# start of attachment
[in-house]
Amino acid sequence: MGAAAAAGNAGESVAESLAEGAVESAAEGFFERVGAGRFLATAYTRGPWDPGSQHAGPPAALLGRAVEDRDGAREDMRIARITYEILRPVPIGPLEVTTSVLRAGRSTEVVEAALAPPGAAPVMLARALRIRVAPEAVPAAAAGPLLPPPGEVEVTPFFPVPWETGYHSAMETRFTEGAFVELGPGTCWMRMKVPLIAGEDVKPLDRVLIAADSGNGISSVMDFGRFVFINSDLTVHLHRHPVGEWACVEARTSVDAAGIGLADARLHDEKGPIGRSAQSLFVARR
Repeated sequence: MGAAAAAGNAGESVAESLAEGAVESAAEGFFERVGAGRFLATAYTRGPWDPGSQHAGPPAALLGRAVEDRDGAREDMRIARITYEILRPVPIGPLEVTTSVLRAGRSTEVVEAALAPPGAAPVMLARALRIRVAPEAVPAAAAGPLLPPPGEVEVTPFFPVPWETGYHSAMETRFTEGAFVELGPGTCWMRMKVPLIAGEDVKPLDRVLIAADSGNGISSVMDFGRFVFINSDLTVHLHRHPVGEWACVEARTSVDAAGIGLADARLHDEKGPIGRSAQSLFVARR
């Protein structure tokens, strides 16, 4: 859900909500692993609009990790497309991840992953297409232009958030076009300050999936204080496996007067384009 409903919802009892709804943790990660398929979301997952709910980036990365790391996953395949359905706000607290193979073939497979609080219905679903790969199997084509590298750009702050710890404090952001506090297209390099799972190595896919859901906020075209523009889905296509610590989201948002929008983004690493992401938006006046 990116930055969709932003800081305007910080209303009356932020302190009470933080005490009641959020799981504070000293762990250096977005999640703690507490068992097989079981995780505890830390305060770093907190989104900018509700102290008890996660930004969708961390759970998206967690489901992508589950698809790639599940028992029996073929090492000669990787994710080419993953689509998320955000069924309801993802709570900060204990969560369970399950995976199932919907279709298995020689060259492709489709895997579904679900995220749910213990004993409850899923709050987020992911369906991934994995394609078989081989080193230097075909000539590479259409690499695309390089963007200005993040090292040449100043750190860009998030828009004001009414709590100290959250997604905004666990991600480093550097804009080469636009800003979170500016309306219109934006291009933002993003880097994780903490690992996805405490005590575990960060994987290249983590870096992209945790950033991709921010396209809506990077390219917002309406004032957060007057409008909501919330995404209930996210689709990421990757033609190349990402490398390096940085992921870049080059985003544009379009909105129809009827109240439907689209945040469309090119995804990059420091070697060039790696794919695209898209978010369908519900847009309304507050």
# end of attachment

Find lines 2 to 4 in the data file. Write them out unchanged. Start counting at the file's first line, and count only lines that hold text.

Amino acid sequence: MGAAAAAGNAGESVAESLAEGAVESAAEGFFERVGAGRFLATAYTRGPWDPGSQHAGPPAALLGRAVEDRDGAREDMRIARITYEILRPVPIGPLEVTTSVLRAGRSTEVVEAALAPPGAAPVMLARALRIRVAPEAVPAAAAGPLLPPPGEVEVTPFFPVPWETGYHSAMETRFTEGAFVELGPGTCWMRMKVPLIAGEDVKPLDRVLIAADSGNGISSVMDFGRFVFINSDLTVHLHRHPVGEWACVEARTSVDAAGIGLADARLHDEKGPIGRSAQSLFVARR
Repeated sequence: MGAAAAAGNAGESVAESLAEGAVESAAEGFFERVGAGRFLATAYTRGPWDPGSQHAGPPAALLGRAVEDRDGAREDMRIARITYEILRPVPIGPLEVTTSVLRAGRSTEVVEAALAPPGAAPVMLARALRIRVAPEAVPAAAAGPLLPPPGEVEVTPFFPVPWETGYHSAMETRFTEGAFVELGPGTCWMRMKVPLIAGEDVKPLDRVLIAADSGNGISSVMDFGRFVFINSDLTVHLHRHPVGEWACVEARTSVDAAGIGLADARLHDEKGPIGRSAQSLFVARR
């Protein structure tokens, strides 16, 4: 859900909500692993609009990790497309991840992953297409232009958030076009300050999936204080496996007067384009 409903919802009892709804943790990660398929979301997952709910980036990365790391996953395949359905706000607290193979073939497979609080219905679903790969199997084509590298750009702050710890404090952001506090297209390099799972190595896919859901906020075209523009889905296509610590989201948002929008983004690493992401938006006046 990116930055969709932003800081305007910080209303009356932020302190009470933080005490009641959020799981504070000293762990250096977005999640703690507490068992097989079981995780505890830390305060770093907190989104900018509700102290008890996660930004969708961390759970998206967690489901992508589950698809790639599940028992029996073929090492000669990787994710080419993953689509998320955000069924309801993802709570900060204990969560369970399950995976199932919907279709298995020689060259492709489709895997579904679900995220749910213990004993409850899923709050987020992911369906991934994995394609078989081989080193230097075909000539590479259409690499695309390089963007200005993040090292040449100043750190860009998030828009004001009414709590100290959250997604905004666990991600480093550097804009080469636009800003979170500016309306219109934006291009933002993003880097994780903490690992996805405490005590575990960060994987290249983590870096992209945790950033991709921010396209809506990077390219917002309406004032957060007057409008909501919330995404209930996210689709990421990757033609190349990402490398390096940085992921870049080059985003544009379009909105129809009827109240439907689209945040469309090119995804990059420091070697060039790696794919695209898209978010369908519900847009309304507050």